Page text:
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Neumann1

by Pamela Neumann

Why do so many people put up with highly contaminated living conditions? Conventional academic wisdom suggests that many communities do not protest environmental degradation because they are afraid of losing their jobs. They trade their health for the promise of employment.

My recent research in the Peruvian town of La Oroya, which is plagued by dangerously high lead levels, questions this dominant framework for understanding community responses to environmental hazards.

Instead, I argue that many residents’ reluctance to protest against pervasive lead contamination is tied to deeply held perceptions and beliefs about their town’s identity, and particularly a desire to protect their community from perceived outsiders. While material incentives do drive social action (or inaction) at times, it is also imperative to analyze how localized cultural processes—such as how people make sense of their own surroundings—contribute to the dynamics of social mobilization, as well as the reproduction of economic and environmental inequalities.

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It’s an old question, really, but an important one — are managerial practices and work design responsible for the behavior of employees? Or does worker engagement and behavior come down to individual personalities, with responsibility thus resting primarily with workers? And what are the impacts on a firm’s financial success?

These questions received newfound attention with the publication of a study conducted by the Gallup organization, based on deceptively interesting survey data. Interesting, because they mirror critical concepts we sociologists of work use in our research. Deceptive, because the report stands as a textbook example of the kind of shallow reasoning that results when analysts proceed without concepts such as power, organizational design, and the normative climate fostered by management.

The report, titled “State of the American Workplace:  Employee Engagement Insights for U.S. Business Leaders ” uses data collected from individuals and their employers to show that a variety of factors that Gallup terms “employee engagement” enhance productivity, profitability and customer ratings while reducing accidents, theft, absenteeism, turnover and defects.

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Young and Isolated

by Jennifer M. Silva

(This article was originally published in the New York Times. The original version can be read here.)

In a working-class neighborhood in Lowell, Mass., in early 2009, I sat across the table from Diana, then 24, in the kitchen of her mother’s house. Diana had planned to graduate from college, marry, buy a home in the suburbs and have kids, a dog and a cat by the time she was 30. But she had recently dropped out of a nearby private university after two years of study and with nearly $80,000 in student loans. Now she worked at Dunkin’ Donuts.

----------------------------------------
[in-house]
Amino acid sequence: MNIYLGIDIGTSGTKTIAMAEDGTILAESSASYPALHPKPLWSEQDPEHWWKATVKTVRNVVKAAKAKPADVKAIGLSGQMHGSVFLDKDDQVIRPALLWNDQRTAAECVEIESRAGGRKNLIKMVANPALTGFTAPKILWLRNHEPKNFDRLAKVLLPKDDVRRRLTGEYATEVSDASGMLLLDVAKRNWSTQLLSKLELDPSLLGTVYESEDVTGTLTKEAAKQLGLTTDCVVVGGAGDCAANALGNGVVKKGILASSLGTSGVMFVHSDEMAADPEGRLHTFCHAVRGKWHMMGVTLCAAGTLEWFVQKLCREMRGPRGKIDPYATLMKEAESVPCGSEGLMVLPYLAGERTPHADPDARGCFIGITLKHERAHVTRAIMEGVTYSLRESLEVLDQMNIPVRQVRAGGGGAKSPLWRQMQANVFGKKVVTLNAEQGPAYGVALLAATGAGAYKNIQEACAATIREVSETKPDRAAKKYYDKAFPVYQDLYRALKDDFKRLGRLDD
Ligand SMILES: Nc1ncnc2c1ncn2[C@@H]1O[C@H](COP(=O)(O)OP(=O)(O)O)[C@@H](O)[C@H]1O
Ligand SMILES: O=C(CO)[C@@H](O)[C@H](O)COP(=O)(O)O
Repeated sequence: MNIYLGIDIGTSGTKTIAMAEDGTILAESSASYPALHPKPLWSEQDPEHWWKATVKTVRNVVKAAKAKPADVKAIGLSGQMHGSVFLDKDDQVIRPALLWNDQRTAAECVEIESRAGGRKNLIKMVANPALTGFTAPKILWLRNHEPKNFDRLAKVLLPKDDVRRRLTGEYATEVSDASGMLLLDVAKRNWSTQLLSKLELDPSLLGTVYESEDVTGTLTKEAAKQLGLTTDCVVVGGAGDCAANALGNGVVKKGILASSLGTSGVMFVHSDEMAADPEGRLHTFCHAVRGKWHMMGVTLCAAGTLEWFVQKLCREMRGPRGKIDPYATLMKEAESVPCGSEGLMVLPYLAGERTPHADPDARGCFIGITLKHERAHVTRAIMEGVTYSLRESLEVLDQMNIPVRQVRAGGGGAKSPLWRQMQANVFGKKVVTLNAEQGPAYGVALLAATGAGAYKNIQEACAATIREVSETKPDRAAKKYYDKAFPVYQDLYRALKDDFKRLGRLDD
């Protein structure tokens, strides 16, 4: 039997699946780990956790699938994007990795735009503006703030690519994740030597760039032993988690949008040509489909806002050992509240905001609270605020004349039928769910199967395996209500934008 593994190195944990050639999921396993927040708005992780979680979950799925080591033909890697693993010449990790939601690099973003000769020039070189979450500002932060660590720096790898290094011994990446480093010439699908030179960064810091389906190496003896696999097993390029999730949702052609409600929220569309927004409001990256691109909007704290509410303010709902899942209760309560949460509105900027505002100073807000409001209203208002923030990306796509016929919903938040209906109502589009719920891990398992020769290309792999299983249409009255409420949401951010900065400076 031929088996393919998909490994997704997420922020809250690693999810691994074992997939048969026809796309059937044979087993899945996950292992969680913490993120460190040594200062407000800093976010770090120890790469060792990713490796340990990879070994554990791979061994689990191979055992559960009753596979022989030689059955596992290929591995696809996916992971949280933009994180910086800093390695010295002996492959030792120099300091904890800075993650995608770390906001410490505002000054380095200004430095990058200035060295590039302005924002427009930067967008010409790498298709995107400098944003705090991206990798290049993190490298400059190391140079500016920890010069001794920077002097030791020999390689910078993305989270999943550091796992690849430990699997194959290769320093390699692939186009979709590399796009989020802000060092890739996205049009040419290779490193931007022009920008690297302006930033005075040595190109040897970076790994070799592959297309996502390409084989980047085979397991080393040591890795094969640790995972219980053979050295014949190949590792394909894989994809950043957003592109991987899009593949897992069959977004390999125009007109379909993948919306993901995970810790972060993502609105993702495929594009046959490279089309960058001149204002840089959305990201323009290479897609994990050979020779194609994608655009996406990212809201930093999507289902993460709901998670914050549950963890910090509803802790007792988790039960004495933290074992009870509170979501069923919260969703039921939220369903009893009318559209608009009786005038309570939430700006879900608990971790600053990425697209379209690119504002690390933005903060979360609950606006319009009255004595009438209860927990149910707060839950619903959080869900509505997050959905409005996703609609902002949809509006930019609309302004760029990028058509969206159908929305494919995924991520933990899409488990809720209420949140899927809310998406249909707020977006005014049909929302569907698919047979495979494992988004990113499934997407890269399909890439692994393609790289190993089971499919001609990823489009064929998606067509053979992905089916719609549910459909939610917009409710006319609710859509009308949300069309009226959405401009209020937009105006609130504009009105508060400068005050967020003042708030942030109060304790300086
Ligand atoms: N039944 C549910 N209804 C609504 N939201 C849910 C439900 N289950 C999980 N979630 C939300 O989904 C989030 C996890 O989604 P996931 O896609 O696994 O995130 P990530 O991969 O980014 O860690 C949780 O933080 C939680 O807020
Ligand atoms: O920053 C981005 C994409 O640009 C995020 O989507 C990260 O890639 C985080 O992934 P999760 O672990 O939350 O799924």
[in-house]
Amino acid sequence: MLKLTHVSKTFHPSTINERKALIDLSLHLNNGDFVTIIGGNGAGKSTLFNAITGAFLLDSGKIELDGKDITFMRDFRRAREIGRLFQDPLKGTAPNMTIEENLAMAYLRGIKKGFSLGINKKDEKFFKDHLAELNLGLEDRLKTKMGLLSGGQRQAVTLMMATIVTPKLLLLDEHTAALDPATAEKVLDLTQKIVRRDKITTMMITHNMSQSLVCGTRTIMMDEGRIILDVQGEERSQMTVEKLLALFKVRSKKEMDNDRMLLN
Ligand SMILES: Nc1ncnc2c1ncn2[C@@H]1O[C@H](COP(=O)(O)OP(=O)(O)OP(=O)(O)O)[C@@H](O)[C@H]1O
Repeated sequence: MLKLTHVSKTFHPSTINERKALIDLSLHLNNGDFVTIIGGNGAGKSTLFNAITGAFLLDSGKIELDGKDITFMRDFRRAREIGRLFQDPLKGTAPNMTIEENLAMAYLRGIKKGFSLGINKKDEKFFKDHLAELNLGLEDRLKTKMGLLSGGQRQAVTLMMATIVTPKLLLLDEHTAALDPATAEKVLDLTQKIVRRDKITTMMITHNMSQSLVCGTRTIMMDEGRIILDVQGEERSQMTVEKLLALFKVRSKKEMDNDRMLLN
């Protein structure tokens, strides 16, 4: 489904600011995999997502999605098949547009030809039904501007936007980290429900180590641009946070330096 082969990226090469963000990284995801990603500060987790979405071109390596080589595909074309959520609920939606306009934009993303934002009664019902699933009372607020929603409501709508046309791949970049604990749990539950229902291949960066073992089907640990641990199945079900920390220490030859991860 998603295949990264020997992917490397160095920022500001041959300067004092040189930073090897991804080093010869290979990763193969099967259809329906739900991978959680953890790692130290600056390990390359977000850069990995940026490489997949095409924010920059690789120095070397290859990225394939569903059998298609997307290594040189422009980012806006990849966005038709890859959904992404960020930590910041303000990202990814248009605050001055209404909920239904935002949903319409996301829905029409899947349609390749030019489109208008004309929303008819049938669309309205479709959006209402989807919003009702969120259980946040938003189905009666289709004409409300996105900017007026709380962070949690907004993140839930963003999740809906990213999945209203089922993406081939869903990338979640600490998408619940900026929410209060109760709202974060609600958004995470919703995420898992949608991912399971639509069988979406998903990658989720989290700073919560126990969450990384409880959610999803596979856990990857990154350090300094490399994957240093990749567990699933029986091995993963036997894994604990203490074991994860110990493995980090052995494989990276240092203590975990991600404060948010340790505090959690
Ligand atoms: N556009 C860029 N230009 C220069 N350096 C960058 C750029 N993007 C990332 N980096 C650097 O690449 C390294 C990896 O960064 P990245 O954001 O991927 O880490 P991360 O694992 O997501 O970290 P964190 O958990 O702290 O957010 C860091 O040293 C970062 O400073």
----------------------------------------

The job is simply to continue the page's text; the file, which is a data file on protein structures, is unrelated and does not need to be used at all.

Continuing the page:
“With college,” she explained, “I would have had to wait five years to get a degree, and once I get that, who knows if I will be working and if I would find something I wanted to do. I don’t want to be a cop or anything. I don’t know what to do with it. My manager says some people are born to make coffee, and I guess I was born to make coffee.”

Young working-class men and women like Diana are trying to figure out what it means to be an adult in a world of disappearing jobs, soaring education costs and shrinking social support networks. Today, only 20 percent of men and women between 18 and 29 are married. They live at home longer, spend more years in college, change jobs more frequently and start families later.

For more affluent young adults, this may look a lot like freedom. But for the hundred-some working-class 20- and 30-somethings I interviewed between 2008 and 2010 in Lowell and Richmond, Va., at gas stations, fast-food chains, community colleges and temp agencies, the view is very different.

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The Luddite sees industrial robots everywhere and, fearing negative effects on employment, begins to rage against the machines.

Seeing the same robots, the (liberal) economist exclaims, “What marvelous labor-saving technology. This will maximize productivity, and jobs that are lost in this factory will be replaced with high-tech jobs elsewhere in the economy!”

The Marxist sighs, and responds, “Is this some sort of joke? In the US today, seventeen percent of the American workforce – 27 million individual workers – is unemployed or underemployed.”

 

I imagined this scenario as I read the most recent entry in the New York Times’ consistently excellent series on the iEconomy, which focused on a new generation of robots being deployed in manufacturing.

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Last week saw the release of monthly employment data by the Labor Department. At face value, the overall news was good – the unemployment rate in the United States, at approximately 8.6%, is at its lowest projected level in years. However, as a recent op-ed in The Economist noted, the state of the union remains dire. Much of the malaise can be felt within the ostensibly improving American job market, where in spite of some good news there are plenty of reasons to remain cautious.

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